The following solution brief discusses a GCVE + Traffic Director implementation aimed at providing customers an easy way to scale out web services, while enabling application migrations to Google Cloud. The solution is built on top of a flexible and open architecture that exemplifies the unique capabilities of Google Cloud Platform. Let’s elaborate:
Easy: The full configuration takes minutes to implement and can be scripted or defined with Infrastructure-as-Code (IaC) for rapid consumption and minimal errors.
Flexible and open: The solution relies on Envoy, an open source platform that enjoys tremendous popularity with the network and application communities.
The availability of Google Cloud VMware Engine (GCVE) has given GCP customers the ability to deploy Cloud applications on a certified VMware stack that is managed, supported and maintained by Google. Many of these customers also demand seamless integration between their applications running on GCVE, and the various infrastructure services that are provided natively by our platform such as Google Kubernetes Engine (GKE), or serverless frameworks like Cloud Functions, App Engine or Cloud Run. Networking services are at the top of that list.
In this blog, we discuss how Traffic Director, a fully managed control plane for Service Mesh, can be combined with our portfolio of load balancers and with hybrid network endpoint groups (hybrid NEG) to provide a high-performance front-end for web services hosted in VMware Engine.
Traffic Director also serves as the glue that links the native GCP load balancers and the GCVE backends, with the objective of enabling these technical benefits:
- Certificate Authority integration, for full lifecycle management of SSL certificates.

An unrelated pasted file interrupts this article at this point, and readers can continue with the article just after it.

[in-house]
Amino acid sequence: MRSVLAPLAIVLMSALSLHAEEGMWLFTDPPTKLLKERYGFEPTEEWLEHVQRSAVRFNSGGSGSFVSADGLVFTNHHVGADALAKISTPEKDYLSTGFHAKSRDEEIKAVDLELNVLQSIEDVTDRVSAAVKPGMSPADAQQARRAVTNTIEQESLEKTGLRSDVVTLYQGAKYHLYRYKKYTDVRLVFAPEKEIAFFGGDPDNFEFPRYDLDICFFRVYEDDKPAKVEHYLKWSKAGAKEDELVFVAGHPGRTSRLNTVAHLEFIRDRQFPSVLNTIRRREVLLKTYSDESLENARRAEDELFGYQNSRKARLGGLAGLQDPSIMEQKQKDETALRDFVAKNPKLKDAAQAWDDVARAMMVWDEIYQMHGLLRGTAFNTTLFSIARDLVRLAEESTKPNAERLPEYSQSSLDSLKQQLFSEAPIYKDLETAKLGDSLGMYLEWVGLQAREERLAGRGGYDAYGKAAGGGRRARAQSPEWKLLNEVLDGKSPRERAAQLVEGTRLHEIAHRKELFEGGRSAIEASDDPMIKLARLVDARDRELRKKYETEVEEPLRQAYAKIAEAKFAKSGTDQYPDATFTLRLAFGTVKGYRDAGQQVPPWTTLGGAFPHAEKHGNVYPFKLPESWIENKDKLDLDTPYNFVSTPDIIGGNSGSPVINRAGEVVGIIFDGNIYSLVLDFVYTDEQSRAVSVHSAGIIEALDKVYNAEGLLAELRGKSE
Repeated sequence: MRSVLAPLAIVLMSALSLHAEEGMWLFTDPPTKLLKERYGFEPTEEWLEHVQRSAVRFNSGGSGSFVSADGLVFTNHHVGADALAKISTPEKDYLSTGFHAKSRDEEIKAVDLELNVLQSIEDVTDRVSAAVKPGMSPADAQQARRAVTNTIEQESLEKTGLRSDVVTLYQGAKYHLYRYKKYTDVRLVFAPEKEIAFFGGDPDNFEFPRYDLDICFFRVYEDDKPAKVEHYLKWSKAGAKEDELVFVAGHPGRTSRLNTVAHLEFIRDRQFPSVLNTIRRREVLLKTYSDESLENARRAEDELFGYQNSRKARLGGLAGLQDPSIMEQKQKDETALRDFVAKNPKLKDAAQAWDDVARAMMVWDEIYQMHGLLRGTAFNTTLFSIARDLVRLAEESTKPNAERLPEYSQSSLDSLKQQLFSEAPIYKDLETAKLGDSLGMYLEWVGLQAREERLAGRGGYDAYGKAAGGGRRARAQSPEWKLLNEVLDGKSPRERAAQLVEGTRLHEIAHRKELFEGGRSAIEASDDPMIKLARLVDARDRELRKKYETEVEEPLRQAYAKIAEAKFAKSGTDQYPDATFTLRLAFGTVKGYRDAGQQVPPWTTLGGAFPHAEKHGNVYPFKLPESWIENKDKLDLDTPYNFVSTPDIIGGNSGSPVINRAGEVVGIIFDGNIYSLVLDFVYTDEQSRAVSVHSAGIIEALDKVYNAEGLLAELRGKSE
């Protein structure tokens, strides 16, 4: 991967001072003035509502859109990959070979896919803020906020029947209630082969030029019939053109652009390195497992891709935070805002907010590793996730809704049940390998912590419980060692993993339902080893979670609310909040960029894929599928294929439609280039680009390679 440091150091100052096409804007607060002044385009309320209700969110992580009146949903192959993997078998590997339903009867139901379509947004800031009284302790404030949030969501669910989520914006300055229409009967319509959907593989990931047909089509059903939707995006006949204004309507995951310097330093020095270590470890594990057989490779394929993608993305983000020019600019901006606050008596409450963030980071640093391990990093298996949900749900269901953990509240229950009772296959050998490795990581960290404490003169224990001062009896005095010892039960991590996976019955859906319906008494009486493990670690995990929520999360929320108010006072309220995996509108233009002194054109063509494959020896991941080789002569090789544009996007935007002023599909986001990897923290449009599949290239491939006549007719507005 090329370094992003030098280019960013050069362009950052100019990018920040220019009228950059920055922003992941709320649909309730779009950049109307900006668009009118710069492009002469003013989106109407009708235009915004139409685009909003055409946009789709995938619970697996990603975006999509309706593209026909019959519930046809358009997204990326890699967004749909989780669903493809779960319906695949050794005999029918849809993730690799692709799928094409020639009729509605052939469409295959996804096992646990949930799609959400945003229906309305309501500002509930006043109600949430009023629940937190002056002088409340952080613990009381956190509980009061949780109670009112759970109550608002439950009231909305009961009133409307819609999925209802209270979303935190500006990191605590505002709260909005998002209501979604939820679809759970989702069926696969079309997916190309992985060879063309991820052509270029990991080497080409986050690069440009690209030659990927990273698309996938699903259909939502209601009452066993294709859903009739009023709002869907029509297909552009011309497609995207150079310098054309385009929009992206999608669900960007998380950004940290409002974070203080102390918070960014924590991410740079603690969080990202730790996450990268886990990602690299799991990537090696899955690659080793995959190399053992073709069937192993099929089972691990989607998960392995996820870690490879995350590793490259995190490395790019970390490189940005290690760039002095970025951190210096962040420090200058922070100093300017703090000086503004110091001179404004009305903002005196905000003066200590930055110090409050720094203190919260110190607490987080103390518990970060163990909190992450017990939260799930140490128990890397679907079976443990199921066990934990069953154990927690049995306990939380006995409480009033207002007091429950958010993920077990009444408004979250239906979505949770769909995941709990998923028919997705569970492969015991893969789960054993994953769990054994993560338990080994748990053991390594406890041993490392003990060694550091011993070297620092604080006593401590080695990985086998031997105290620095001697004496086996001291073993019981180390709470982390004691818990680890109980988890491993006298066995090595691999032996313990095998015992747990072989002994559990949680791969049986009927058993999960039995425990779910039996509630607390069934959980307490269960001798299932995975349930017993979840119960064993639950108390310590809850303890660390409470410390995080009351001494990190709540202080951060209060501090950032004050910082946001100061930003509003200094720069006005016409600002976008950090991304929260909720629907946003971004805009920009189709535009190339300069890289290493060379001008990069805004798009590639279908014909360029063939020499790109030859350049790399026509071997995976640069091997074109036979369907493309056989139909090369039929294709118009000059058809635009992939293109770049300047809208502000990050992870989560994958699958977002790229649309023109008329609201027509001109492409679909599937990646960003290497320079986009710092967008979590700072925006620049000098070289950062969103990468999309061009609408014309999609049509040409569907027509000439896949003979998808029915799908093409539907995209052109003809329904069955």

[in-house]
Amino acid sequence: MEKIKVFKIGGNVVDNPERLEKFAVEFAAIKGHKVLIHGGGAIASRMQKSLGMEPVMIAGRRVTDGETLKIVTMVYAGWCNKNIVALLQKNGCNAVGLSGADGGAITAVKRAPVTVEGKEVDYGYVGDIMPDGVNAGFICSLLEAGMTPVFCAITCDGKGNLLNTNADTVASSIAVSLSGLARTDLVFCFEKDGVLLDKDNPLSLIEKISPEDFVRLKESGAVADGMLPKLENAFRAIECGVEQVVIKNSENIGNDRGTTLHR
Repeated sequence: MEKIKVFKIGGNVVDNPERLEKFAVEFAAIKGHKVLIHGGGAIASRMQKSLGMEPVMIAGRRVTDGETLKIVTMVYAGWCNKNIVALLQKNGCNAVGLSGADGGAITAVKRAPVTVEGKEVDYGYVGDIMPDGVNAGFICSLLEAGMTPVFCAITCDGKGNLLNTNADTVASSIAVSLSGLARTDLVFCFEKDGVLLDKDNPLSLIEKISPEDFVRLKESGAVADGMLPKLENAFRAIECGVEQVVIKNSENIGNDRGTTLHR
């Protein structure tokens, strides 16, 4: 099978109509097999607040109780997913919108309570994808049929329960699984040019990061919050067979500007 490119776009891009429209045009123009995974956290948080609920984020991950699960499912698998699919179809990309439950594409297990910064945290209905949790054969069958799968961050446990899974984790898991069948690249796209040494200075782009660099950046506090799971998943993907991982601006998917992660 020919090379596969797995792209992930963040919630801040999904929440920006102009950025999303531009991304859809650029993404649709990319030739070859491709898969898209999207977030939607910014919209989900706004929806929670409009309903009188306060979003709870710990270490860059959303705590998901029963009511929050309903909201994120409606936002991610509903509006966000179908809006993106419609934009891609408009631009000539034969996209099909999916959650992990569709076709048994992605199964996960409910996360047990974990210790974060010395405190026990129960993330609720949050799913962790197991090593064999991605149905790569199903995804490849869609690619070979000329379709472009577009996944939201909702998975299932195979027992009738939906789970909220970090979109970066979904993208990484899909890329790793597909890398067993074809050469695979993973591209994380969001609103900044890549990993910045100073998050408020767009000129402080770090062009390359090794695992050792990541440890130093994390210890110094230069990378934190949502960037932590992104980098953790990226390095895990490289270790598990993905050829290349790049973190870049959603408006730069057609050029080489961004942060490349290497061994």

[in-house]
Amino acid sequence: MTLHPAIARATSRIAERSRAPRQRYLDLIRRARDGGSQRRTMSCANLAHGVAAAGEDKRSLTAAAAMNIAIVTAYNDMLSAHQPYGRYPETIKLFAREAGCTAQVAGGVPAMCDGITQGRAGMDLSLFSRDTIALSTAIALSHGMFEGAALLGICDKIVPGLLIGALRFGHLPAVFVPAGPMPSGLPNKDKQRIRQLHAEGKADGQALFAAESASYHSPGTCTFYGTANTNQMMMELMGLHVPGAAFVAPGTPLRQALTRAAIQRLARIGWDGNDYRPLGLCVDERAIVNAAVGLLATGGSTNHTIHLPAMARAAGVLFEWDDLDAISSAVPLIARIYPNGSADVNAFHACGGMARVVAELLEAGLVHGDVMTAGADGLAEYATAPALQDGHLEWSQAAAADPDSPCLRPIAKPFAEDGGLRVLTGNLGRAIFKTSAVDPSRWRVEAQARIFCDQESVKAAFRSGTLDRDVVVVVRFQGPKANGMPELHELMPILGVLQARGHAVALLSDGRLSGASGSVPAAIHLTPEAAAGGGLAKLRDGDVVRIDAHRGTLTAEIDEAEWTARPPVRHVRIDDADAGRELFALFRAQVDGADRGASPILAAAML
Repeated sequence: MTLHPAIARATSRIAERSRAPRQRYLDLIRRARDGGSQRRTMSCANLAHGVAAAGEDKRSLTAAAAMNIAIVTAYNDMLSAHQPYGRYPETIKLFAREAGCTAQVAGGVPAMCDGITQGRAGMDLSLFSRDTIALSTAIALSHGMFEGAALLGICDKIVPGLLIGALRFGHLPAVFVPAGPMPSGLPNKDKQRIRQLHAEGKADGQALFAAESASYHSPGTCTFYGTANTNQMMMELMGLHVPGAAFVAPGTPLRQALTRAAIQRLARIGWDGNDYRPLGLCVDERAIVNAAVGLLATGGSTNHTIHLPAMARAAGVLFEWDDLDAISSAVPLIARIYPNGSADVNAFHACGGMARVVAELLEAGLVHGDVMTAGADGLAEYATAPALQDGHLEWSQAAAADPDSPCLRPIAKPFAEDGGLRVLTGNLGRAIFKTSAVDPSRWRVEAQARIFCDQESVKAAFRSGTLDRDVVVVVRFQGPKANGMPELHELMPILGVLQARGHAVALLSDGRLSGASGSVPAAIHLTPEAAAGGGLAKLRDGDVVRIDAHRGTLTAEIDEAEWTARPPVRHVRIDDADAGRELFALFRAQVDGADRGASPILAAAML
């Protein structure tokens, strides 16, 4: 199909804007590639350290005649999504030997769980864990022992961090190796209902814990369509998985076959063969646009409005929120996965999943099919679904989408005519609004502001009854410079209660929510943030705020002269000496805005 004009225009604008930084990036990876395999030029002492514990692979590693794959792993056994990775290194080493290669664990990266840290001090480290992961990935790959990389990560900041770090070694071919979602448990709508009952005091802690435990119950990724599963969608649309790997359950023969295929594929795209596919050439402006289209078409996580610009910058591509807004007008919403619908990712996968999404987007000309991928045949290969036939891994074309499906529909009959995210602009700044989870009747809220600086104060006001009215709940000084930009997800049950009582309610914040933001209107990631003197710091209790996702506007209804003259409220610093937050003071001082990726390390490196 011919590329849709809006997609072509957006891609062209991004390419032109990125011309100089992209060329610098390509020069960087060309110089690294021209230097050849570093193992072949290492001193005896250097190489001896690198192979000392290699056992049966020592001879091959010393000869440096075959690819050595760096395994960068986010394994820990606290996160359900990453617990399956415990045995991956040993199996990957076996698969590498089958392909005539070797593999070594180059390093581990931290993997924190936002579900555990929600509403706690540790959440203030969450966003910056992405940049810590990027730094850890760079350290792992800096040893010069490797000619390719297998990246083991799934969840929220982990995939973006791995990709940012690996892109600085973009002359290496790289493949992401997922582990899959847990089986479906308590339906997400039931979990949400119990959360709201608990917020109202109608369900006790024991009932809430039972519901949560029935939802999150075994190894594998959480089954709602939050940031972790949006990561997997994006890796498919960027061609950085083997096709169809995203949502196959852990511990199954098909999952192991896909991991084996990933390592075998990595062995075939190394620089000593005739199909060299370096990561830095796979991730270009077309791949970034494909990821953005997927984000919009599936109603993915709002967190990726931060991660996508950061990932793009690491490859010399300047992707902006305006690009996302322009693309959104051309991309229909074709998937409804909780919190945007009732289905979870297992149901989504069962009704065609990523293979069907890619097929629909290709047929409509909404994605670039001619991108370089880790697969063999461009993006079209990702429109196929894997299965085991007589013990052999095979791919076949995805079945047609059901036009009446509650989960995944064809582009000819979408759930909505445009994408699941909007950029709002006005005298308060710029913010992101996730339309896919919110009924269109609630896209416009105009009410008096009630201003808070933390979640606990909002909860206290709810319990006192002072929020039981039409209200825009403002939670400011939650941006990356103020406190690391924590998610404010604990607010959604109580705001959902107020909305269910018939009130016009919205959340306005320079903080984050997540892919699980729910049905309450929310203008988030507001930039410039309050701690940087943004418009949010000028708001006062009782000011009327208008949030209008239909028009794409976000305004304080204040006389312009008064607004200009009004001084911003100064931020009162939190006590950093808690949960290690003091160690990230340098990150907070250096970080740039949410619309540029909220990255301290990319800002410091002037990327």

- DDoS protection with Cloud Armor, helps protect your applications and websites against denial of service and web attacks.
- Cloud CDN, for cached content delivery.
- Intelligent anycast with a Single IP and Global Reach, for improved failover, resiliency and availability.
- Bring Your Own IP (BYOIP), to provision and use your own public IP addresses for Google Cloud resources.
- Diverse backend types integration in addition to GCVE, such as GCE, GKE, Cloud Storage and serverless.
Scenario #1 – External load balancer
The following diagram provides a summary of the GCP components involved in this architecture:
This scenario shows an external HTTP(S) load balancer used to forward traffic to the Traffic Director dataplane component, implemented as a fleet of Envoy proxies. Users can create routable NSX segments and centralize the definition of all traffic policies in Traffic Director. The GCVE VM IP and port pairs are specified directly in the hybrid NEG, meaning all network operations are fully managed by a Google Cloud control plane.
Alternatively, GCVE VMs can be deployed to a non-routable NSX segment behind an NSX L4 load balancer configured at the Tier-1 level, and the Load Balancer VIP can be exported to the customer VPC via the import and export of routes in the VPC Peering connection. It is important to note that in GCVE, it is highly recommended that NSX-T load balancers be associated with Tier-1 gateways, and not the Tier-0 gateway.